VIFF Review: We Can’t Make the Same Mistake Twice

By Alex de Boer

Alanis Obomsawin’s We Can’t Make the Same Mistake Twice documents the lifespan of a case brought against the federal government by indigenous child welfare activist and social worker Cindy Blackstock. Filed in 2007, Blackstock and the Assembly of First Nations alleged the Canadian government was guilty of systemic discrimination against First Nations children in Canada’s welfare system. After nine grueling years, a verdict was reached by a Human Rights Tribunal in 2016.

Nearly three hours in length, We Can’t Make the Same Mistake Twice does well to imitate its subject matter. Long courtroom testimonials, expert opinions and judge rulings make up a bulk of this film, shattering any pretense of glamor or efficiency associated with Canada’s judiciary system.

Obomsawin’s subjects speak to her beneath the florescent lights filling court halls and bureaucratic offices. In the background of several talking head shots, crooked binders slouch against one another; they read: “HR-9, HR-10, HR-11..”

Much like these rule-bound, three-ring binders, Canada’s welfare system is one of strict, slow tedium. Blackstock endeavors to prove that Canada’s allocation of welfare funding is rooted in an institutional bias against First Nations children – not long ago there were residential schools, now there are First Nations children living on reserves who are subject to brutal and still legitimized paternalism.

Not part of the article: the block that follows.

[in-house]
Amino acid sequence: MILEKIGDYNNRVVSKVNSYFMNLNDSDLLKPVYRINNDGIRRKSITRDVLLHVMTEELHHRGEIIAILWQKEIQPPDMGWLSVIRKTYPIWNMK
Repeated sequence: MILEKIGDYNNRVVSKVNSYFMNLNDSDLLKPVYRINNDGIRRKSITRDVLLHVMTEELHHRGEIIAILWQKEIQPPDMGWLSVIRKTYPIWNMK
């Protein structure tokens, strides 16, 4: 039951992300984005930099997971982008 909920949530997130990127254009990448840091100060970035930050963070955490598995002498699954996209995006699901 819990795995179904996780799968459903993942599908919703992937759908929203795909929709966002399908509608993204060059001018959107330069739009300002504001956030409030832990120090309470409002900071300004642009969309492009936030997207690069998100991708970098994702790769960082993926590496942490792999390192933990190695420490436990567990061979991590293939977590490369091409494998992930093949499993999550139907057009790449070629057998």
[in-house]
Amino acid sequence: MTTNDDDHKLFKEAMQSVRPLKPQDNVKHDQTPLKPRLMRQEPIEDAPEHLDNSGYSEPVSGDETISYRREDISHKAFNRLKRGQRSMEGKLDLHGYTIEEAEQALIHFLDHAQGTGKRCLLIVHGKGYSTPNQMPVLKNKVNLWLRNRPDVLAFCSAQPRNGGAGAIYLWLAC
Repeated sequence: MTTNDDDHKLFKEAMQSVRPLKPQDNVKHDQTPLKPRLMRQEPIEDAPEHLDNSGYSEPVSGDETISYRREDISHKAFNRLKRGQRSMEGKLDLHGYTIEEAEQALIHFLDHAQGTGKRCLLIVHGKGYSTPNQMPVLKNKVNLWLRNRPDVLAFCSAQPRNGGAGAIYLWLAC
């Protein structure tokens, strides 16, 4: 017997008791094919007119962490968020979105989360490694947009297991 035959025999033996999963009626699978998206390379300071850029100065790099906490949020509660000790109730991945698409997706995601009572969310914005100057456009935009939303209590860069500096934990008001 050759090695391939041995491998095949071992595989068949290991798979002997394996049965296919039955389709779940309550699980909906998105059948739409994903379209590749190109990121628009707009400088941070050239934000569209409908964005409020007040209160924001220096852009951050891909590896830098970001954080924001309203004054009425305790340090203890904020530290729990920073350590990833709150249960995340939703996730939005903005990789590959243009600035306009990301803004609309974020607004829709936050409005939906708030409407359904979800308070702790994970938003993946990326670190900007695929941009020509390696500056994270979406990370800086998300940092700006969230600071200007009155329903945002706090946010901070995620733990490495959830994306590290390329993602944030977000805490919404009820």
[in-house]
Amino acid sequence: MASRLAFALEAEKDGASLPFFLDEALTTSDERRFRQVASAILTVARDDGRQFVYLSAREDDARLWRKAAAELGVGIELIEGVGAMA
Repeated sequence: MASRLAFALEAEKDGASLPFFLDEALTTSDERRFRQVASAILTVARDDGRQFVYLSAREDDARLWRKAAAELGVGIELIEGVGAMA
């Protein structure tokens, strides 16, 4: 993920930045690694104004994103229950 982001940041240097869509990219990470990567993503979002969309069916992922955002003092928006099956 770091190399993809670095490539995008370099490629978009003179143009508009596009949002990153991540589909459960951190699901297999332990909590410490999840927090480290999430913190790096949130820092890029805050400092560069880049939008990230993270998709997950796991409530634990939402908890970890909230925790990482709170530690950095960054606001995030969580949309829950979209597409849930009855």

Embedding herself in the Canadian legal system’s patterns of delay, Blackstock measures the near decade this case took to conclude in the number of years a child in the welfare system would have aged. Obomsawin echoes this lost time in her direct cinematic approach. She doesn’t toy with pretty placements; there is no symmetrical curation in her set design, nor is there ever soft lighting. Instead, Obomsawin offers authenticity and makes the audience feel as if they were actually there with her.

We Can’t Make the Same Mistake Twice is rhythmed by tiresome details given in court. It is a documentary that calls for a patient, deliberate viewer; one who has arrived ready to be educated and to experience a small glimpse of what Blackstock has been through – a bit of what it might feel like to battle a government on behalf of vulnerable children. Because, as it turns out, doing so takes endurance and incredible courage.

Watch We Can’t Make the Same Mistake Twice on October 13 at 12:30 at SFU.

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